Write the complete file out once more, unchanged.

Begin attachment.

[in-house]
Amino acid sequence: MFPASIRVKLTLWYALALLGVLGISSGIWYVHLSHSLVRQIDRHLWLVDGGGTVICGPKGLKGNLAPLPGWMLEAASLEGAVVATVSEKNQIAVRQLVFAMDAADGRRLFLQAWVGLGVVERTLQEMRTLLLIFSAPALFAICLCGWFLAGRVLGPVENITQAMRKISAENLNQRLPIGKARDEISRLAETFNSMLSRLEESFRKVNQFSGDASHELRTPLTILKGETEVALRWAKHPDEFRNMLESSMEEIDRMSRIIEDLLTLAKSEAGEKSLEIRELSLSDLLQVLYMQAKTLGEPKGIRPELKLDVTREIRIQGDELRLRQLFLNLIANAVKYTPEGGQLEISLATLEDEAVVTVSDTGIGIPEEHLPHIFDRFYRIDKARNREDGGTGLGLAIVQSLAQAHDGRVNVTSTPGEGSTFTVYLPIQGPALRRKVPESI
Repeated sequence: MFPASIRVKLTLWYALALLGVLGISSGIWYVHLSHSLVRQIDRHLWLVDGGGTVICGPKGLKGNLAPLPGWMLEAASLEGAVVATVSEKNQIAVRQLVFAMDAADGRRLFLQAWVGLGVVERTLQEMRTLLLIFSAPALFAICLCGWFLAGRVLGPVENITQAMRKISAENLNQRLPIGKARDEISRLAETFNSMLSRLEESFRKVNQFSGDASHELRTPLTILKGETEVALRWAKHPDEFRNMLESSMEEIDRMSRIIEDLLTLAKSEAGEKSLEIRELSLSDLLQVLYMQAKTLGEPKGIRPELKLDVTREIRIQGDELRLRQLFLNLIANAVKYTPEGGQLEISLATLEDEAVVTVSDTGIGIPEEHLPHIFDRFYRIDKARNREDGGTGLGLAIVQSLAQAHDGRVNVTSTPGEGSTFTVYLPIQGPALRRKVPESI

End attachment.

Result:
[in-house]
Amino acid sequence: MFPASIRVKLTLWYALALLGVLGISSGIWYVHLSHSLVRQIDRHLWLVDGGGTVICGPKGLKGNLAPLPGWMLEAASLEGAVVATVSEKNQIAVRQLVFAMDAADGRRLFLQAWVGLGVVERTLQEMRTLLLIFSAPALFAICLCGWFLAGRVLGPVENITQAMRKISAENLNQRLPIGKARDEISRLAETFNSMLSRLEESFRKVNQFSGDASHELRTPLTILKGETEVALRWAKHPDEFRNMLESSMEEIDRMSRIIEDLLTLAKSEAGEKSLEIRELSLSDLLQVLYMQAKTLGEPKGIRPELKLDVTREIRIQGDELRLRQLFLNLIANAVKYTPEGGQLEISLATLEDEAVVTVSDTGIGIPEEHLPHIFDRFYRIDKARNREDGGTGLGLAIVQSLAQAHDGRVNVTSTPGEGSTFTVYLPIQGPALRRKVPESI
Repeated sequence: MFPASIRVKLTLWYALALLGVLGISSGIWYVHLSHSLVRQIDRHLWLVDGGGTVICGPKGLKGNLAPLPGWMLEAASLEGAVVATVSEKNQIAVRQLVFAMDAADGRRLFLQAWVGLGVVERTLQEMRTLLLIFSAPALFAICLCGWFLAGRVLGPVENITQAMRKISAENLNQRLPIGKARDEISRLAETFNSMLSRLEESFRKVNQFSGDASHELRTPLTILKGETEVALRWAKHPDEFRNMLESSMEEIDRMSRIIEDLLTLAKSEAGEKSLEIRELSLSDLLQVLYMQAKTLGEPKGIRPELKLDVTREIRIQGDELRLRQLFLNLIANAVKYTPEGGQLEISLATLEDEAVVTVSDTGIGIPEEHLPHIFDRFYRIDKARNREDGGTGLGLAIVQSLAQAHDGRVNVTSTPGEGSTFTVYLPIQGPALRRKVPESI